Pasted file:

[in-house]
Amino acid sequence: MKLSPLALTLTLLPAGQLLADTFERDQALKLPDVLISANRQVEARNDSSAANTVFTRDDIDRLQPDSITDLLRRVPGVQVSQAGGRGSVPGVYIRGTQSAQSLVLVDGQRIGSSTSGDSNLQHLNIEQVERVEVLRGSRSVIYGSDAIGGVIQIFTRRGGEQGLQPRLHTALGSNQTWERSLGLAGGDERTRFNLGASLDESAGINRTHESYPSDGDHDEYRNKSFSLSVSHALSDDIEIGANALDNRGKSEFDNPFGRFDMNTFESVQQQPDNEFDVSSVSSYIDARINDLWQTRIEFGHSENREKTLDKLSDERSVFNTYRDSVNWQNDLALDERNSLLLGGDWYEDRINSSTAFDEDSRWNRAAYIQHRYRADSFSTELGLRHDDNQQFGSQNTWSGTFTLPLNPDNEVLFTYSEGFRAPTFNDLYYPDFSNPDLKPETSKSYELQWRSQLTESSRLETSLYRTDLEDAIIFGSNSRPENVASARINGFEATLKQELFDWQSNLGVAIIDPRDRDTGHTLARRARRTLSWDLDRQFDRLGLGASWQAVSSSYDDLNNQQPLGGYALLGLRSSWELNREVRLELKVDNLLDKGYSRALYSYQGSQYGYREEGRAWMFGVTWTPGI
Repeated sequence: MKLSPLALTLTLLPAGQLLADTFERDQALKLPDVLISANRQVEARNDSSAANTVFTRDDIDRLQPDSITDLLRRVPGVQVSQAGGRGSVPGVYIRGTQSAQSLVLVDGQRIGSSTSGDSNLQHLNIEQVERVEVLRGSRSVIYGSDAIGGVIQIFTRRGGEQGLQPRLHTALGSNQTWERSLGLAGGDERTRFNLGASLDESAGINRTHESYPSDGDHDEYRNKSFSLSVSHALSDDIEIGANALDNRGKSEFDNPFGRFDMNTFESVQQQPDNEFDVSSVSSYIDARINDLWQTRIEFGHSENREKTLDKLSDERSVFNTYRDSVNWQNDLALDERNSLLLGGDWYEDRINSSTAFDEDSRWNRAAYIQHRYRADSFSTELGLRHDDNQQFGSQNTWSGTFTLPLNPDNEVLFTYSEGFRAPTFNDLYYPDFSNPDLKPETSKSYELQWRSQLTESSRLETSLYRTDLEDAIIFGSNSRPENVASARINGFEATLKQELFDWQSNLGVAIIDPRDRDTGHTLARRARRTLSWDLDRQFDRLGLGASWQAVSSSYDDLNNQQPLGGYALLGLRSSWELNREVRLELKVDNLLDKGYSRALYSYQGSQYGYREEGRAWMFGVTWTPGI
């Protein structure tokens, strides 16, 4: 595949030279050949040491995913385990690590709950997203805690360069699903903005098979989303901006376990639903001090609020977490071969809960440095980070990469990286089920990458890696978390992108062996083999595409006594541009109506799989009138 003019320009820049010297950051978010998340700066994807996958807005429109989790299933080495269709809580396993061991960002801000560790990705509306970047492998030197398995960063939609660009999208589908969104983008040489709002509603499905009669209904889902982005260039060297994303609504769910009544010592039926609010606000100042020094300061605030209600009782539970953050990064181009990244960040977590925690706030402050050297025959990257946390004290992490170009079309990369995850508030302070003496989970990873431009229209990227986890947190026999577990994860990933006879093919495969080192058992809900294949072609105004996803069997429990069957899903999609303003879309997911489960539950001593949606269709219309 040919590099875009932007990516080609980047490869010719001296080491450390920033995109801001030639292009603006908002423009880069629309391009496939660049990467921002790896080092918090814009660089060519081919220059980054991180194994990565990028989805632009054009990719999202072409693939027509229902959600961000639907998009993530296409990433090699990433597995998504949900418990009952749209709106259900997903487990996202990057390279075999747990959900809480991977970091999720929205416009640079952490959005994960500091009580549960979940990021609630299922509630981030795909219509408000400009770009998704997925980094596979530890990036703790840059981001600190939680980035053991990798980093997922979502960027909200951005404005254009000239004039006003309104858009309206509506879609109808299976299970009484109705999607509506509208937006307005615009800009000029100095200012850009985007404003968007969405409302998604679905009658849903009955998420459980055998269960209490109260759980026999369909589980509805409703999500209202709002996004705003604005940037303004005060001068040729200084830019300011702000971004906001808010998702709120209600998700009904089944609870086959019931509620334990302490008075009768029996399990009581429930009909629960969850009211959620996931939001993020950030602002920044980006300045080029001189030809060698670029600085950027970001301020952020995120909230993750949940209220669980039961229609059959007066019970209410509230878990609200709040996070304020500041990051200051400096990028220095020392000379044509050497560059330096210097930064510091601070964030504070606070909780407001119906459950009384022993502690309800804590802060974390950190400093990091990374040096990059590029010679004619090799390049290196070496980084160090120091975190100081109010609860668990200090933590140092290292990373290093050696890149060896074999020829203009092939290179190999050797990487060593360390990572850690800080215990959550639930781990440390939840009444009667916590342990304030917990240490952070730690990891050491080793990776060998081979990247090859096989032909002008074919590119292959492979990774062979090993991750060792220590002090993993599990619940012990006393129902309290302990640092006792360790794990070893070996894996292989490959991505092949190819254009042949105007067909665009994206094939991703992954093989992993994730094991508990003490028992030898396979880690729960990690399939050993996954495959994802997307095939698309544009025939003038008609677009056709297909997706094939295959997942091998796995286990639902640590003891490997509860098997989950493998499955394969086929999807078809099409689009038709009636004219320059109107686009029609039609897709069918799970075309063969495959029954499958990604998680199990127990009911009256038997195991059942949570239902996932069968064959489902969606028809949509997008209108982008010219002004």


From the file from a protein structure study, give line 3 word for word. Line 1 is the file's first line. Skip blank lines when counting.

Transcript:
Repeated sequence: MKLSPLALTLTLLPAGQLLADTFERDQALKLPDVLISANRQVEARNDSSAANTVFTRDDIDRLQPDSITDLLRRVPGVQVSQAGGRGSVPGVYIRGTQSAQSLVLVDGQRIGSSTSGDSNLQHLNIEQVERVEVLRGSRSVIYGSDAIGGVIQIFTRRGGEQGLQPRLHTALGSNQTWERSLGLAGGDERTRFNLGASLDESAGINRTHESYPSDGDHDEYRNKSFSLSVSHALSDDIEIGANALDNRGKSEFDNPFGRFDMNTFESVQQQPDNEFDVSSVSSYIDARINDLWQTRIEFGHSENREKTLDKLSDERSVFNTYRDSVNWQNDLALDERNSLLLGGDWYEDRINSSTAFDEDSRWNRAAYIQHRYRADSFSTELGLRHDDNQQFGSQNTWSGTFTLPLNPDNEVLFTYSEGFRAPTFNDLYYPDFSNPDLKPETSKSYELQWRSQLTESSRLETSLYRTDLEDAIIFGSNSRPENVASARINGFEATLKQELFDWQSNLGVAIIDPRDRDTGHTLARRARRTLSWDLDRQFDRLGLGASWQAVSSSYDDLNNQQPLGGYALLGLRSSWELNREVRLELKVDNLLDKGYSRALYSYQGSQYGYREEGRAWMFGVTWTPGI